“We are unbelievably pleased. This is a piece of history,” Geller said.
“We intend to restore it to its old glory. We would like to bring sick children there (for tours), Palestinian children, Israeli children, American children,” the Israeli-born Geller said. “Hopefully one day we might get approval to turn it into a museum.”
Presley bought the four-bedroom, two-bath house at 1034 Audubon Drive in Memphis in 1956 with a downpayment of $500. He lived there for 13 months before moving to Graceland, the now-famous Memphis estate where he died in 1977.
Geller had originally bid $300,000 last month but a bidding war ensued and the price ballooned, he said. During the process he was approached by dozens of people wanting to go in with him, he said. He chose two, New York lawyer Pete Gleason and Lisbeth Silvandersson, a Swedish-born jewellery maker who lives in England, as equal partners.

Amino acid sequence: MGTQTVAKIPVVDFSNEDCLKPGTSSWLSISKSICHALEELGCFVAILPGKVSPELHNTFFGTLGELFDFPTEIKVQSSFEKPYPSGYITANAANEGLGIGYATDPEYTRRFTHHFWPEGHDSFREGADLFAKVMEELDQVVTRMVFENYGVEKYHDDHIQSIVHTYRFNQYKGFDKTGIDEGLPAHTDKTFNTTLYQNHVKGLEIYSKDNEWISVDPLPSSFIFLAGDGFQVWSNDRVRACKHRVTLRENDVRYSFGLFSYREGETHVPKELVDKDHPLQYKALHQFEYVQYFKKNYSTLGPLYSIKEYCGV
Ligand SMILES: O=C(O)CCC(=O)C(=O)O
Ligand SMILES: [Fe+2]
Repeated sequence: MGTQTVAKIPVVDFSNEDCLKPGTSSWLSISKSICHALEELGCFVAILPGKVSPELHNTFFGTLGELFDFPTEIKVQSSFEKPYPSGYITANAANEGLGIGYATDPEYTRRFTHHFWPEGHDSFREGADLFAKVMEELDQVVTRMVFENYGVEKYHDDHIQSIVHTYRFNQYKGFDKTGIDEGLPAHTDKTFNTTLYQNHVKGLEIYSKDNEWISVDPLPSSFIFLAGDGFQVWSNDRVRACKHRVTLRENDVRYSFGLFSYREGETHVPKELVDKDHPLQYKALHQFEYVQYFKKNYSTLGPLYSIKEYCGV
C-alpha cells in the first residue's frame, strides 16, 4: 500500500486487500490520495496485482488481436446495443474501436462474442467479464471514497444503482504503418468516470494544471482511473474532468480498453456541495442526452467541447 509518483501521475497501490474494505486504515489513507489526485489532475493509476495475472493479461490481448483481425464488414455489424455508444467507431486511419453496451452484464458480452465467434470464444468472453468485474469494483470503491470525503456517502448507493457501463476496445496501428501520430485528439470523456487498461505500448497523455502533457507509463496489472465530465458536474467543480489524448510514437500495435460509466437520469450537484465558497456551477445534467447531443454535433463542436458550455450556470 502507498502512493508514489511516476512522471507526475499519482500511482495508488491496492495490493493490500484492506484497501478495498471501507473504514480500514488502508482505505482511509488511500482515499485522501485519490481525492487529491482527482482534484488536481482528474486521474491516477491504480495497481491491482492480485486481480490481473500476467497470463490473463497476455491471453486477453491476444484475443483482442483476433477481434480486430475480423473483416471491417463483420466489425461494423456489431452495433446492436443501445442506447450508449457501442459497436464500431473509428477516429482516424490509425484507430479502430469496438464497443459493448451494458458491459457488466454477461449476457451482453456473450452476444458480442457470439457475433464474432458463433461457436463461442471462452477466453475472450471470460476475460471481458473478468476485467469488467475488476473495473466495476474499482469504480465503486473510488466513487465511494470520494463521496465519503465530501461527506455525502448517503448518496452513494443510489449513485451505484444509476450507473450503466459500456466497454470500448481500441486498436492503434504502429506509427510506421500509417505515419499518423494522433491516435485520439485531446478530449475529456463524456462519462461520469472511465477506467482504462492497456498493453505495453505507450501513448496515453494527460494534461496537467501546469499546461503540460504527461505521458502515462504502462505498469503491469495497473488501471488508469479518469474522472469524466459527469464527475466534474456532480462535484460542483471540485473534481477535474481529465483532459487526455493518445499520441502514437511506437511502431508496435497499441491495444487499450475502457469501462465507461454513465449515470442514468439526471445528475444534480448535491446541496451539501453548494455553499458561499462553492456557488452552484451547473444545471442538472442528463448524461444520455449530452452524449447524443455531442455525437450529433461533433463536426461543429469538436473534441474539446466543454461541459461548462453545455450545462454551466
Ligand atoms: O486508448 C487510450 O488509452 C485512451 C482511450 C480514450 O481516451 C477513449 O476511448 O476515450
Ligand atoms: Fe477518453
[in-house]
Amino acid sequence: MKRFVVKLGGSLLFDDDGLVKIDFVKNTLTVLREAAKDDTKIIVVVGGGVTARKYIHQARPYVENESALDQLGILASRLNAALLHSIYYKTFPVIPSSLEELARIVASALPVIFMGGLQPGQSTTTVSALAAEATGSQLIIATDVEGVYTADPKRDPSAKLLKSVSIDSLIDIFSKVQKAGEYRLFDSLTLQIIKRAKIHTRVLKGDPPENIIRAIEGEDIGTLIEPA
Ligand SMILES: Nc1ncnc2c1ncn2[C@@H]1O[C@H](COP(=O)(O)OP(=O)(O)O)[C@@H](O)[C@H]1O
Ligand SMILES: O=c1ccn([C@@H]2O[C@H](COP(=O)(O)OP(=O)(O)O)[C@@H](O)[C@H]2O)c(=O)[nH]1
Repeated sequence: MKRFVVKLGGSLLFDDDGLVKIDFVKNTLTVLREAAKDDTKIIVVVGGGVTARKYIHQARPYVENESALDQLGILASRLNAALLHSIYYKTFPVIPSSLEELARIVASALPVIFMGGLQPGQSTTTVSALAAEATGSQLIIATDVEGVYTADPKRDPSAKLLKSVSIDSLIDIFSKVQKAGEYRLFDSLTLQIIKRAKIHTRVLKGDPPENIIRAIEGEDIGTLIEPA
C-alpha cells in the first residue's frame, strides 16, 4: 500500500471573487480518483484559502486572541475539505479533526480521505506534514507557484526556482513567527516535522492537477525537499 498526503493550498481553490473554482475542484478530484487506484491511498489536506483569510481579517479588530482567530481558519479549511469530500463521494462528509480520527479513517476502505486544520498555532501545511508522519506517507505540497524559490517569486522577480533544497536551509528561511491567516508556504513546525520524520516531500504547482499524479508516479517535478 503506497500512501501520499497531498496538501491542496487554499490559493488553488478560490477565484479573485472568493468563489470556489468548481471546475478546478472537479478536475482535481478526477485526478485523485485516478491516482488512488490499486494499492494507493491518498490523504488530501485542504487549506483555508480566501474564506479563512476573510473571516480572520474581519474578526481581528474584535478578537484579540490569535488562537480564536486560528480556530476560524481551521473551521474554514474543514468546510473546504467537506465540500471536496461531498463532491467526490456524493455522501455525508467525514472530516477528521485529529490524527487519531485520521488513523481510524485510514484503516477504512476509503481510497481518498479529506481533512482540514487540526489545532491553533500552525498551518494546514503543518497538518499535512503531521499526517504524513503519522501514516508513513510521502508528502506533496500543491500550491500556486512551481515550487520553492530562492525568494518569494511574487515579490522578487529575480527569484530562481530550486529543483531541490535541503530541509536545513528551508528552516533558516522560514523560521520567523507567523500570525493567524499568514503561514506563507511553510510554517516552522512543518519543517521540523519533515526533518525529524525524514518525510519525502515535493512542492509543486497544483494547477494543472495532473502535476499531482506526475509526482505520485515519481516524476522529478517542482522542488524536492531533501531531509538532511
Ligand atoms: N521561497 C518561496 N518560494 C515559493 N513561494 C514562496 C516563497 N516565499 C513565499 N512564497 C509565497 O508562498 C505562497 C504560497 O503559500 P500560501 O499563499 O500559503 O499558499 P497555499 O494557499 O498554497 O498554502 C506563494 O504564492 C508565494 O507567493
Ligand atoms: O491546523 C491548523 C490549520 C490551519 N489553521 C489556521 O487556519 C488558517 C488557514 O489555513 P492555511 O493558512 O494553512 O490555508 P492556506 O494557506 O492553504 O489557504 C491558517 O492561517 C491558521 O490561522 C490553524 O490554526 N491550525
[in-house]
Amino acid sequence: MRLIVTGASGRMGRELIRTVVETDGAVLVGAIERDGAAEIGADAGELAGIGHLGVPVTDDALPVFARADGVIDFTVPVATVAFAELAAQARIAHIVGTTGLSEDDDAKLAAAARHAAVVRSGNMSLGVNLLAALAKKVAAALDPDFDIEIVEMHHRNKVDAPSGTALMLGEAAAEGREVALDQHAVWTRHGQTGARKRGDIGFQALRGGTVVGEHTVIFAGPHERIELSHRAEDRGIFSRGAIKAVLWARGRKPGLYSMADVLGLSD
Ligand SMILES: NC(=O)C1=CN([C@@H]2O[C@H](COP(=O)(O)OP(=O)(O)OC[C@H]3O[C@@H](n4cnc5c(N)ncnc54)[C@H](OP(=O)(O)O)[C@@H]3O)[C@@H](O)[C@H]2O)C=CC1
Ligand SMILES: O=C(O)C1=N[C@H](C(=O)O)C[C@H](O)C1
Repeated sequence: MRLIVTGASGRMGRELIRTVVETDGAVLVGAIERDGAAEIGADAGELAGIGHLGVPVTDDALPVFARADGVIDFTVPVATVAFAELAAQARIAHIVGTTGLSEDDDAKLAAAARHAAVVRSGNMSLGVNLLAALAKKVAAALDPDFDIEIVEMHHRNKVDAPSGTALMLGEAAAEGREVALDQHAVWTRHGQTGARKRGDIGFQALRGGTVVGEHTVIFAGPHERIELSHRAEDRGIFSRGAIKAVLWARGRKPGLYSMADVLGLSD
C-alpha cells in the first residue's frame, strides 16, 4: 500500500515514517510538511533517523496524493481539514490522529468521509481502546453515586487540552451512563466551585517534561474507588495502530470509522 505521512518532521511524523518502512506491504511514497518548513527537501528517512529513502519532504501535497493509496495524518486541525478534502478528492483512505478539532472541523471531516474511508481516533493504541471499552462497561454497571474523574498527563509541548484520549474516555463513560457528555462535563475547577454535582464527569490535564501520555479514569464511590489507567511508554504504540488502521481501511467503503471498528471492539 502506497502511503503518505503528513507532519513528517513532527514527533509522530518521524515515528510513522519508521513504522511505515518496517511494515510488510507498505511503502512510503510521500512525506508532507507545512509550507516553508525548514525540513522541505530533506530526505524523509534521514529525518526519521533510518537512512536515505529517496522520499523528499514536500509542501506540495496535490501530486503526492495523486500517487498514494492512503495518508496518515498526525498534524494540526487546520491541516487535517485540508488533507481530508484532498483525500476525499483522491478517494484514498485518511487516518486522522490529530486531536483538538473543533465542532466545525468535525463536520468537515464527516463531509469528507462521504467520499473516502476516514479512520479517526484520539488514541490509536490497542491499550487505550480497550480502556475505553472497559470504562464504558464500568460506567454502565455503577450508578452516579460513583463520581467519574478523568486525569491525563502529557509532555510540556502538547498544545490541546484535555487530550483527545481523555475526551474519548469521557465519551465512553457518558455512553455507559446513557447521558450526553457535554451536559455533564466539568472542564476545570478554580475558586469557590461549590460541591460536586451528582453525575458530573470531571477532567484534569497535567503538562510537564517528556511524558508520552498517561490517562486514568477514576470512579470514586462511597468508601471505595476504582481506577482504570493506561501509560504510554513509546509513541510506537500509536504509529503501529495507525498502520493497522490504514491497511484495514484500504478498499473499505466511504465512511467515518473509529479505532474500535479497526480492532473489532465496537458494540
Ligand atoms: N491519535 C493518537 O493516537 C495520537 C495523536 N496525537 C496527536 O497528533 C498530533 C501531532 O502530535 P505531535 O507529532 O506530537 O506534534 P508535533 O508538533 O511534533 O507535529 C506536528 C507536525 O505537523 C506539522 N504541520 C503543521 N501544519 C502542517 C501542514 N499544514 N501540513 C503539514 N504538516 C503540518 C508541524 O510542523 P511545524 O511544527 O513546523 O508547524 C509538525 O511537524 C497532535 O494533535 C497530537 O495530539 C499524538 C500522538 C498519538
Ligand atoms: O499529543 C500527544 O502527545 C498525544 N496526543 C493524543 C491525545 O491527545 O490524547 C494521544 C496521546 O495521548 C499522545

He had set a ceiling price of $1.11 million, said Geller, who acknowledges a paranormal fascination with the number 11.
“As the clock closed on the bidding Sunday,” Geller said, “I felt intuitively I got the price. I was text messaging Gleason and it was exactly 11 on my mobile phone and suddenly the radio started playing an Elvis song. That was Elvis telling me we got the house!”
Geller met Presley in Las Vegas in the 1970s after the ‘King of Rock and Roll’ asked him to perform his spoon-bending trick.